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Mediate.com

Desert Island Questions for Mediators

by Geoff Sharp
July 2002 Geoff Sharp
When I was a wee lad, I drove others nuts by asking questions. They were, I am told, good open ones usually starting ".... but, why?"

As time passed, I grew into a know-it-all teen and forgot about asking questions, more intent on doing the telling.

Now at age 40 and in my role as a commercial mediator, I seem to have come full circle and once again appreciate the value of the well-timed, well-constructed question aimed at the essence of a discussion.

So what are my all-time favourites?

What questions do I ask that make people sit back in their chairs, audibly exhale, rub their foreheads and say ".... gee, that's a really good question to ask me…I've never had to look at it like that before...".

When they do of course, the glow of being a MARVAL (mediator adding real value at last) warms me to the point where I inevitably ask just that one question too many and I descend, once again, into that mediator's fog of where the hell are we that we all come to know so well.

Undoubtedly questions are just tools, which, in the wrong hands, go, unnoticed and unanswered. However, when those same questions are asked with the artistry of a skilled and patient mediator, they constitute rigorous, peel back the onion layer type questions so necessary in the resolution of complex business disputes between articulate, pragmatic and impatient commercial participants. It's all about timing and tone…timing and tone.

So here goes -- if I was on a sinking ship and found myself washed up on a desert island with two arguing others and their lawyers, what questions would I hope to find had survived the swim? (My perspective is that of a mediator operating in the twilight zone of litigation. Therefore these questions appeal to me in that context, but not in others.)

Why haven't the lawyers been able to sort this out -- why do you need me?

Tell me what specifically you want me to do to promote settlement…I say specifically.

If you were (and you're not) able to change some of the facts you have to rely on -- what would they be…Why?

If you had your time again, how would you do it differently…Why?

Tell me about the way you did business prior to this dispute becoming a problem between you.

Where are they (the other side) in their thinking, do you think, right now?

What are the;

  • $ costs to date/costs of getting to trial -- lawyers, experts, internal etc
  • non dollar costs to date/costs of getting to trial -- lost work time, losing sight of the ball/competitor costs, waking up at night costs
  • risk points/non risk points -- why
  • publicity/confidentiality/competitive issues
  • what if you are wrong, although you may not be, what is the worst-case scenario -- if you lost everything in court
  • what if you are right, although you may not be, what is the best-case scenario -- if you won everything in court
  • but level with me, what is the most likely scenario -- if the judge saw shades of grey rather than black and white that you see

What are the weak spots in the way you put your own argument...what strengths does the other side have? And vice versa?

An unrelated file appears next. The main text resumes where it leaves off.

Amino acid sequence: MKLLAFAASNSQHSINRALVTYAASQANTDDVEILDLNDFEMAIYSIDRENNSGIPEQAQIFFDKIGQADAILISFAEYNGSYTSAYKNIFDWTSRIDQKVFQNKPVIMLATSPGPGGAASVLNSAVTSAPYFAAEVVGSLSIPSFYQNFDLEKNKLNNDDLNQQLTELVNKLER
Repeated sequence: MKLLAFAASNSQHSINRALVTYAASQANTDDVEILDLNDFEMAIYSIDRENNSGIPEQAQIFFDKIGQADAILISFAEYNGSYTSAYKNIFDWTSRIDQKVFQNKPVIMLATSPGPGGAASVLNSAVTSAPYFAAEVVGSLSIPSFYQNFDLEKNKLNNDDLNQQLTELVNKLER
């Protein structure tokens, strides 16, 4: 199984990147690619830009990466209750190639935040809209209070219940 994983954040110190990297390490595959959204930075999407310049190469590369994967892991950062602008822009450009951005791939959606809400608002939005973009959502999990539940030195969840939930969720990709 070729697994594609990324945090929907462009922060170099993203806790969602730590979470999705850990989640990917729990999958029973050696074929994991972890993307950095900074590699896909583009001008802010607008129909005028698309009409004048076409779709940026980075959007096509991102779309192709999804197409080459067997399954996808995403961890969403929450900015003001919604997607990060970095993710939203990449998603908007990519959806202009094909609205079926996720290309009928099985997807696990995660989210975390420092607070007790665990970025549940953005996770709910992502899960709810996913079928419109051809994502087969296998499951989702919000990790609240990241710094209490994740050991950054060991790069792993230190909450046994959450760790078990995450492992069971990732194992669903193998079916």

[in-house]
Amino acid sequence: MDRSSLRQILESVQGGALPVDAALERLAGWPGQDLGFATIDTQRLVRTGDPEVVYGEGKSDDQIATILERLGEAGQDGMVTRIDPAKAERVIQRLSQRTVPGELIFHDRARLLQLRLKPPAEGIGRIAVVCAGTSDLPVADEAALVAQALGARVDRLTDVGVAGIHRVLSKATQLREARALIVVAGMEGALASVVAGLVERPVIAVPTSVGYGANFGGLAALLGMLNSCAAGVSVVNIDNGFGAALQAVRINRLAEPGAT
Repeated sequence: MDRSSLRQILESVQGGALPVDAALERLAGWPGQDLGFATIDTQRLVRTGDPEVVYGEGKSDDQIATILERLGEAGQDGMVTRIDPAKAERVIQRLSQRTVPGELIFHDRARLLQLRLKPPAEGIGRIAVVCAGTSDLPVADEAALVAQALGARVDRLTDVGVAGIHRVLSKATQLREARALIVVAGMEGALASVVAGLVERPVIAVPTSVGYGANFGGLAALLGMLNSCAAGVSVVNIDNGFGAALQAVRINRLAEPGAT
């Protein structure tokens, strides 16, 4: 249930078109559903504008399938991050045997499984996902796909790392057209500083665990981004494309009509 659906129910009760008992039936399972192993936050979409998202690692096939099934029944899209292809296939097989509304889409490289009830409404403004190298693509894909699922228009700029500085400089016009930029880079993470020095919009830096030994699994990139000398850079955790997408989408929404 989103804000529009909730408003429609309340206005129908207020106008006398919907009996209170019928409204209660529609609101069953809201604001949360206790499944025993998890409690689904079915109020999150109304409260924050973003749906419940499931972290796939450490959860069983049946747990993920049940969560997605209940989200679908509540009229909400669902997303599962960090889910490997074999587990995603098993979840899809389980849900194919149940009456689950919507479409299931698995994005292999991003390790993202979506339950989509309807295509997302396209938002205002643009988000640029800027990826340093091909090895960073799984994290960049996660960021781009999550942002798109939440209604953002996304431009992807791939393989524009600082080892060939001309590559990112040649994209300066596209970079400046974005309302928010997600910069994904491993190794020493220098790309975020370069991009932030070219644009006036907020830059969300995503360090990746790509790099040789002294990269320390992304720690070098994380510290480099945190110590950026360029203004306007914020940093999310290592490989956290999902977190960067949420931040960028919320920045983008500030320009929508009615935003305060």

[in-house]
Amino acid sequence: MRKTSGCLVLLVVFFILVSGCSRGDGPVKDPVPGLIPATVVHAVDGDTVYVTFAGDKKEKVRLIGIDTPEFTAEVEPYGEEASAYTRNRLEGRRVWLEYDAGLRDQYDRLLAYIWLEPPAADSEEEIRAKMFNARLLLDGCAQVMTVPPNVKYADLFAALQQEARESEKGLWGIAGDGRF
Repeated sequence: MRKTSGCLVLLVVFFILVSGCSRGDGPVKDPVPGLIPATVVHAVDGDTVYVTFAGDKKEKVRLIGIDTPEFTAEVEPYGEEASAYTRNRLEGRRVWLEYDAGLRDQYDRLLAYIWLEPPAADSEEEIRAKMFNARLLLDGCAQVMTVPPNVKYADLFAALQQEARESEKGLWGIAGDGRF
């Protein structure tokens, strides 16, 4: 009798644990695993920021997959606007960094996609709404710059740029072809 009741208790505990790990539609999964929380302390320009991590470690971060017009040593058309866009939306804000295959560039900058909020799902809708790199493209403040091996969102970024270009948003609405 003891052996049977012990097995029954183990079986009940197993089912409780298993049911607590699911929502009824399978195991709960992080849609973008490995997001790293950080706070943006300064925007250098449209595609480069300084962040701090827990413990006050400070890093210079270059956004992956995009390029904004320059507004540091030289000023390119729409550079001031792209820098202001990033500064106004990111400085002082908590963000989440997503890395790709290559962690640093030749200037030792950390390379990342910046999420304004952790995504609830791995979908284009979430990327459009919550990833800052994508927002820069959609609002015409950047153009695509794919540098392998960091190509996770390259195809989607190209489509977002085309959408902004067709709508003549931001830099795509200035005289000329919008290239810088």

How are you going to prove that - specifically? Lets try that…. if you were in the witness box and being cross-examined by Jane here, what would you be saying (in 30 seconds or less)?

What do you think Judge Smith would do with that approach? How are you going to persuade him to buy it -- what words are you going to use?

So, what do you say they should have done? If they had, would you be here now? Why?

What straws might our resolution brick be built out of?

  • $
  • services/product - non-monetary equivalents
  • actions -- letters, apologies, acknowledgements, references etc
  • costs
  • performance of past/future obligations -- either related or unrelated to the dispute
  • recommitment (e.g. to the existing contract)
  • Further and additional business -- future relationship definition
  • The wording of a press release/statement to significant others
  • Usual terms -- confidentiality, full and final settlement, no admission of liability etc

What if, and I have no idea whether they would, they did X? What if, and I have no idea whether you would, you were to do Y?

This morning you said X, and now you are saying Y, -- tell me how that works

If we are talking about a payment from one side of the table to the other, when we come to look at what that will be, what will be the criteria by which you measure that payment? For example will it reflect;

  • the original purpose of the arrangement
  • the degree of perceived breach of the contract/arrangement between the two of you
  • the consequences to you of that perceived breach
  • the perceived legal positions
  • an objective standard for these types of situations
  • your costs

Biography


Geoff Sharp is a Commercial Mediator from Wellington, New Zealand. Geoff works in the Asia Pacific region, including New Zealand, Malaysia, Thailand and Pacific Islands. He is a mediator resolving business problems. He is a fellow of the International Academy of Mediators and mediates complex and hotly debated litigation covering a wide range of subject matter from insurance disputes to historic sexual abuse claims.

Geoff is author of the award winning blog mediator blah...blah... a mediation blog experiment in reflective practice and the Mediation vBlog Project, a kind of mediation genome project by video blog.



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Website: www.geoffsharp.co.nz

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